This week saw the Labour Party Conference be held in Manchester, a conference which has set the direction Labour plans to take in the run up to the next General Election.
High on Labour’s list of ‘problem areas’, understandably, is spend, and Shadow Defence Minister Jim Murphy has outlined the party’s plans for MOD spend in particular if elected in 2015.
The unprecedented ten-year rolling defence budget would be annually assessed externally by the National Audit Office, Mr Murphy unveiled.
He said: “This is an effort to change the architecture and culture of the MoD budget. It is real-time scrutiny, forensic and independent assessment of a ten-year MOD budget. We are determined to add discipline and rigour to defence spending.”
The move, it is claimed, will bring transparency to all MOD spend transactions and justifiable decisions without the ‘smoke and mirrors’ or previous budgets.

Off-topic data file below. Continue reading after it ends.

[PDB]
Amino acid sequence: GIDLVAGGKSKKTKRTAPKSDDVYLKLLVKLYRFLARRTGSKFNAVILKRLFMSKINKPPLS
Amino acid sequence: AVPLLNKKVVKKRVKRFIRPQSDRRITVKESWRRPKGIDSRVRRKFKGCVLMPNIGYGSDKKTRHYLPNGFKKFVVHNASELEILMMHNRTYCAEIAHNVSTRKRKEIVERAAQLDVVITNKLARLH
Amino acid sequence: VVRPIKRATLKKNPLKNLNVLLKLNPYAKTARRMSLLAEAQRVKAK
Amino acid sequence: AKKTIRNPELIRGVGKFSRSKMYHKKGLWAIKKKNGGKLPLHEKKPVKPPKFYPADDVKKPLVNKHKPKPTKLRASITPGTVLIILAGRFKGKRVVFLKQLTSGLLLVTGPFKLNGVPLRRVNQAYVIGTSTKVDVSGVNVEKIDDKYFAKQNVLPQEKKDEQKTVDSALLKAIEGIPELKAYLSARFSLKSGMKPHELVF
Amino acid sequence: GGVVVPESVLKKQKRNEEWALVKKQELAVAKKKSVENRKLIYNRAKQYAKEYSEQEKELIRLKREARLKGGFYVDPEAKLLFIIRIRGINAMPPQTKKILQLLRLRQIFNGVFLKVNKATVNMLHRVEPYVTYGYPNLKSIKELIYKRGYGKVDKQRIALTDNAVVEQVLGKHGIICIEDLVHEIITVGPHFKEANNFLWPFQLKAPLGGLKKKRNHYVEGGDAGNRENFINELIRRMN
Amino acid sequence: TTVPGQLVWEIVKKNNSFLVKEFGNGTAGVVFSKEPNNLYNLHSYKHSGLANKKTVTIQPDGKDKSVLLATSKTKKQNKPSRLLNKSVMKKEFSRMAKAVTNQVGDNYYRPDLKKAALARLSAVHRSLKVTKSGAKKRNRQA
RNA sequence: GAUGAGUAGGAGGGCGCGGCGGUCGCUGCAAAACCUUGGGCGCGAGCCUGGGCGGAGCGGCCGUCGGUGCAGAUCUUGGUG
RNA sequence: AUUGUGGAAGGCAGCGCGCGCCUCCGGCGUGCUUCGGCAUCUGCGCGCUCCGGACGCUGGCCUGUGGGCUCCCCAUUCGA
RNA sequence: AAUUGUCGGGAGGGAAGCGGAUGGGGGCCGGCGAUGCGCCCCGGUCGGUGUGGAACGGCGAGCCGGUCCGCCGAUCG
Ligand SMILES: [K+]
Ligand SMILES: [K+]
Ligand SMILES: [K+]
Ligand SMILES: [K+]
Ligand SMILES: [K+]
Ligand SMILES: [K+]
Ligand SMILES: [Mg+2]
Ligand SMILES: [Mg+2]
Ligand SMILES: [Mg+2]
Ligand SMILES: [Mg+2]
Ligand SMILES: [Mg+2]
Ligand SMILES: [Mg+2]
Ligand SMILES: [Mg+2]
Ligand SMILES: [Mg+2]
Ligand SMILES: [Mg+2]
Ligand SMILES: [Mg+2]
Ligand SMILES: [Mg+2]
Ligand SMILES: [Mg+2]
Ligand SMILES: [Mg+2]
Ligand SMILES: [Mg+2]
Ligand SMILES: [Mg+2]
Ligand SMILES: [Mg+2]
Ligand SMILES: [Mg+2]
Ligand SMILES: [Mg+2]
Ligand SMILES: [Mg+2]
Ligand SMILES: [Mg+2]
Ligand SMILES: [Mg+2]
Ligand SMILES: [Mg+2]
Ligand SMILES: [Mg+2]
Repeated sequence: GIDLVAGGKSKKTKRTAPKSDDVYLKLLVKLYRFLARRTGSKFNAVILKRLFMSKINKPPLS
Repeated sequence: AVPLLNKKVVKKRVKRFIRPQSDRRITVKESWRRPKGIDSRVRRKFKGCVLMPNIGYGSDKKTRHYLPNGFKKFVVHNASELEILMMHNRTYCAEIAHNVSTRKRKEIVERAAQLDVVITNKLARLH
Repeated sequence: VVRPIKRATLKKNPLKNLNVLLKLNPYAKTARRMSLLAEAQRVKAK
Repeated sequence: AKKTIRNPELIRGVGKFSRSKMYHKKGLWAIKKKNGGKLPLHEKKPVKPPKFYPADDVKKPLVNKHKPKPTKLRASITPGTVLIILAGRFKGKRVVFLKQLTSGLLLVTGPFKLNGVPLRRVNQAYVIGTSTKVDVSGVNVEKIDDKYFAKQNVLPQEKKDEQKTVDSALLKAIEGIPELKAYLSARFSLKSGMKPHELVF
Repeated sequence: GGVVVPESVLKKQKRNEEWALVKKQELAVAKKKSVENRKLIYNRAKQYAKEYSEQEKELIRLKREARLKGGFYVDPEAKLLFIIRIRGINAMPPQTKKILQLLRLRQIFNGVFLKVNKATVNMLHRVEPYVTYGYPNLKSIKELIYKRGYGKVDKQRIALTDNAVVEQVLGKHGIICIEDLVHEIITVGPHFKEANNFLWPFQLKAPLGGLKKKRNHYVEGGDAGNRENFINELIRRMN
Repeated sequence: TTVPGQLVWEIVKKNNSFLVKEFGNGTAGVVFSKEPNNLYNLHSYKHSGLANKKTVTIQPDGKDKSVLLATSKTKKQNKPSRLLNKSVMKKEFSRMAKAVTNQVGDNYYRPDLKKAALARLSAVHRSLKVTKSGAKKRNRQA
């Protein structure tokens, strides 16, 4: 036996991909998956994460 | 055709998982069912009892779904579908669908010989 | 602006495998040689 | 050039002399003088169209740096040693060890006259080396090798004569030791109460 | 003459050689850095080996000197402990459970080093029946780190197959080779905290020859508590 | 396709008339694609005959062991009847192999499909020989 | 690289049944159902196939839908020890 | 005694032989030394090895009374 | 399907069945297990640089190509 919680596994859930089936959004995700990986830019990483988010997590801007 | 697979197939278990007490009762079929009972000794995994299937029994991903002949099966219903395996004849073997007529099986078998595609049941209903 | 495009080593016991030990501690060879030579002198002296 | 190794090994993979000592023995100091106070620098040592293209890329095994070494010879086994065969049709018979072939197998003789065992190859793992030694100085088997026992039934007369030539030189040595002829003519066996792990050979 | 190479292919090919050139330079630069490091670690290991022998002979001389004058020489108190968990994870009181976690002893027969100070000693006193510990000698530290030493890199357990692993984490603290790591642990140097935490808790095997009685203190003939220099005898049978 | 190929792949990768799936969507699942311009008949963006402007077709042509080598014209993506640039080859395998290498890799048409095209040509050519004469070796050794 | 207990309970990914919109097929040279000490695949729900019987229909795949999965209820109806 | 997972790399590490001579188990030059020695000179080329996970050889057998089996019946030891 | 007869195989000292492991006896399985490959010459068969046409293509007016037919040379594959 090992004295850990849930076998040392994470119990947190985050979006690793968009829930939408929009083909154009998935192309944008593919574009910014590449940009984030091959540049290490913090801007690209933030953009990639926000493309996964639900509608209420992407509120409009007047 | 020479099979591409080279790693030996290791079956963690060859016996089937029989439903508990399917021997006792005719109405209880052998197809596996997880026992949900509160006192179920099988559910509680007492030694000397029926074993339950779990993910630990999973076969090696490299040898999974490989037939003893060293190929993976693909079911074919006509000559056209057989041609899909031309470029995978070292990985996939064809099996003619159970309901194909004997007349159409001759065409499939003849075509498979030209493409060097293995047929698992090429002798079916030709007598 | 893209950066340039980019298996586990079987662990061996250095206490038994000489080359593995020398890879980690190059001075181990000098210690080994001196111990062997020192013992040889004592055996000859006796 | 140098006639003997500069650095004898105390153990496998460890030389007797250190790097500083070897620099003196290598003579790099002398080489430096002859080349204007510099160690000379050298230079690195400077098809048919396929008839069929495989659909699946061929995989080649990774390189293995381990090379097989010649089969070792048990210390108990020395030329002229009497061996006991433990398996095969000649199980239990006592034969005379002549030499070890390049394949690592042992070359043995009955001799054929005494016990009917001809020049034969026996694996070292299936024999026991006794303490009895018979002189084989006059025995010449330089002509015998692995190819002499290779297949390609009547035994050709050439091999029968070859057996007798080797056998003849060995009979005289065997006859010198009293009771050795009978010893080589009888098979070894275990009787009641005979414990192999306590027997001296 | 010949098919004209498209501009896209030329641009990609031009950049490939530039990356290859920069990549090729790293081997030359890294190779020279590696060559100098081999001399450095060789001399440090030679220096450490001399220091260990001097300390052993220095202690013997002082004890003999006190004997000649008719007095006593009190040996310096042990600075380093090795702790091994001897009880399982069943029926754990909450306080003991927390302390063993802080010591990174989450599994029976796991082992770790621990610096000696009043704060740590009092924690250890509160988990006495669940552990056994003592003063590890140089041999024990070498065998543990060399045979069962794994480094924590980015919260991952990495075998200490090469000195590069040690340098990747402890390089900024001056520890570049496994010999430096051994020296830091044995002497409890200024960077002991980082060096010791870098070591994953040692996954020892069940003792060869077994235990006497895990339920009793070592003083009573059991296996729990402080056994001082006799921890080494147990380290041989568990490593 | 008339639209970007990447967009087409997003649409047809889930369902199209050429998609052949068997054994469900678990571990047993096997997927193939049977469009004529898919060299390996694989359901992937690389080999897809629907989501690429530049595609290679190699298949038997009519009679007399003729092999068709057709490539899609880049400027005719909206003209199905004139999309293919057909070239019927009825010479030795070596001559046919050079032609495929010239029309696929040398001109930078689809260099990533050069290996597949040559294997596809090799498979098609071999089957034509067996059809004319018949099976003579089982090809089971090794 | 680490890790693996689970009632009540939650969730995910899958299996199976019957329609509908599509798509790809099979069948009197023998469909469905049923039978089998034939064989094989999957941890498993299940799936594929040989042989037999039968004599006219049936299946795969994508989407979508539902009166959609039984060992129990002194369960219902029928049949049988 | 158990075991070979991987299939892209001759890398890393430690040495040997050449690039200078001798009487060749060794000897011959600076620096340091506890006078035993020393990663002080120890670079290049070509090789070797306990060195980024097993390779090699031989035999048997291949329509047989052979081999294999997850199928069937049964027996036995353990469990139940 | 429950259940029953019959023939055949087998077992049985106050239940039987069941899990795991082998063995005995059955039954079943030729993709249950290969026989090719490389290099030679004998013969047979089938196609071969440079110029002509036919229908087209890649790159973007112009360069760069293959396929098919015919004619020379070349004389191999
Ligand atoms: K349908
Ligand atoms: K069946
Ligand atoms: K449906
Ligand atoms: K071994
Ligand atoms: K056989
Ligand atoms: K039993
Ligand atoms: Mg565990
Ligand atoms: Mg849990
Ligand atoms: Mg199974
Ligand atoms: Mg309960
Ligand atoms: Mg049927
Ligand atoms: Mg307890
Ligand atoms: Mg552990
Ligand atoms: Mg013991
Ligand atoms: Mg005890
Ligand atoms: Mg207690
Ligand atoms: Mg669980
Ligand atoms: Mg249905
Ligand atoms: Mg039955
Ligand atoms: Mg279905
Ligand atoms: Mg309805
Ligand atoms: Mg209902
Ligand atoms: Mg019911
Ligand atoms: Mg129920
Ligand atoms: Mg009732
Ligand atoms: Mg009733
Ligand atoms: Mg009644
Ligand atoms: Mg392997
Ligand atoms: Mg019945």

If elected in 2015, these plans for the defence budget would have massive implications for the industry as a whole.
Mr Murphy also said that an already announced series of expensive defence spending commitments after the next election will require “strict discipline” to avoid a so-called “perfect storm” of defence capital costs in 2020. These include building the new Type 26 frigates, which DCI outlined a previous blog, as well as the launch of amphibious craft for the Navy and new combat ships.
A new, ‘disciplined’ approach to defence budgets could have lasting effects on the industry, possibly bringing reduced spending and increased competition in an effort to reduce overspend on projects.